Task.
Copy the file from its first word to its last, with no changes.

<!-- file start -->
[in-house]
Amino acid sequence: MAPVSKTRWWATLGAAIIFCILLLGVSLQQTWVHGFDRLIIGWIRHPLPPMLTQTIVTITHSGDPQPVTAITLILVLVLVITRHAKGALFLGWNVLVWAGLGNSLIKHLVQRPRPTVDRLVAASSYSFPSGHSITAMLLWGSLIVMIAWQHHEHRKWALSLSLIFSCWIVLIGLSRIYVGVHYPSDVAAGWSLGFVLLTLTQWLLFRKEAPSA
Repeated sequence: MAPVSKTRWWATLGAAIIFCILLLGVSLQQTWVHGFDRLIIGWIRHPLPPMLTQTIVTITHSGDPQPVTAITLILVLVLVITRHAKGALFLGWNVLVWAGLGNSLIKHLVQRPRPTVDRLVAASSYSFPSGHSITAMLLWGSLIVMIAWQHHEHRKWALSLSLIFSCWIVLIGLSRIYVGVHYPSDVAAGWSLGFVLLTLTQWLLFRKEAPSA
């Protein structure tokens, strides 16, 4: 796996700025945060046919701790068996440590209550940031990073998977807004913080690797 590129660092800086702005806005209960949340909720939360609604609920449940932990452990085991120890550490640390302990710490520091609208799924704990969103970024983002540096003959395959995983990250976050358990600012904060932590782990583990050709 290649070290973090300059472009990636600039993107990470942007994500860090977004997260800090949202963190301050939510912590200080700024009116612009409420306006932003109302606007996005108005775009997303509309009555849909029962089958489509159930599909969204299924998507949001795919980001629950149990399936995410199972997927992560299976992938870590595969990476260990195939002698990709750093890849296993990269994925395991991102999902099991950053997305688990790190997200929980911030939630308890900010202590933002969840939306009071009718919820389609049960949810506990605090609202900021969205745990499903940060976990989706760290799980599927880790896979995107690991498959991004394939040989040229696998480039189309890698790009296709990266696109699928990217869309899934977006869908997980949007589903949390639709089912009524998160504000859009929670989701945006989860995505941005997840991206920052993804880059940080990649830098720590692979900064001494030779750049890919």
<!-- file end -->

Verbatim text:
[in-house]
Amino acid sequence: MAPVSKTRWWATLGAAIIFCILLLGVSLQQTWVHGFDRLIIGWIRHPLPPMLTQTIVTITHSGDPQPVTAITLILVLVLVITRHAKGALFLGWNVLVWAGLGNSLIKHLVQRPRPTVDRLVAASSYSFPSGHSITAMLLWGSLIVMIAWQHHEHRKWALSLSLIFSCWIVLIGLSRIYVGVHYPSDVAAGWSLGFVLLTLTQWLLFRKEAPSA
Repeated sequence: MAPVSKTRWWATLGAAIIFCILLLGVSLQQTWVHGFDRLIIGWIRHPLPPMLTQTIVTITHSGDPQPVTAITLILVLVLVITRHAKGALFLGWNVLVWAGLGNSLIKHLVQRPRPTVDRLVAASSYSFPSGHSITAMLLWGSLIVMIAWQHHEHRKWALSLSLIFSCWIVLIGLSRIYVGVHYPSDVAAGWSLGFVLLTLTQWLLFRKEAPSA
């Protein structure tokens, strides 16, 4: 796996700025945060046919701790068996440590209550940031990073998977807004913080690797 590129660092800086702005806005209960949340909720939360609604609920449940932990452990085991120890550490640390302990710490520091609208799924704990969103970024983002540096003959395959995983990250976050358990600012904060932590782990583990050709 290649070290973090300059472009990636600039993107990470942007994500860090977004997260800090949202963190301050939510912590200080700024009116612009409420306006932003109302606007996005108005775009997303509309009555849909029962089958489509159930599909969204299924998507949001795919980001629950149990399936995410199972997927992560299976992938870590595969990476260990195939002698990709750093890849296993990269994925395991991102999902099991950053997305688990790190997200929980911030939630308890900010202590933002969840939306009071009718919820389609049960949810506990605090609202900021969205745990499903940060976990989706760290799980599927880790896979995107690991498959991004394939040989040229696998480039189309890698790009296709990266696109699928990217869309899934977006869908997980949007589903949390639709089912009524998160504000859009929670989701945006989860995505941005997840991206920052993804880059940080990649830098720590692979900064001494030779750049890919």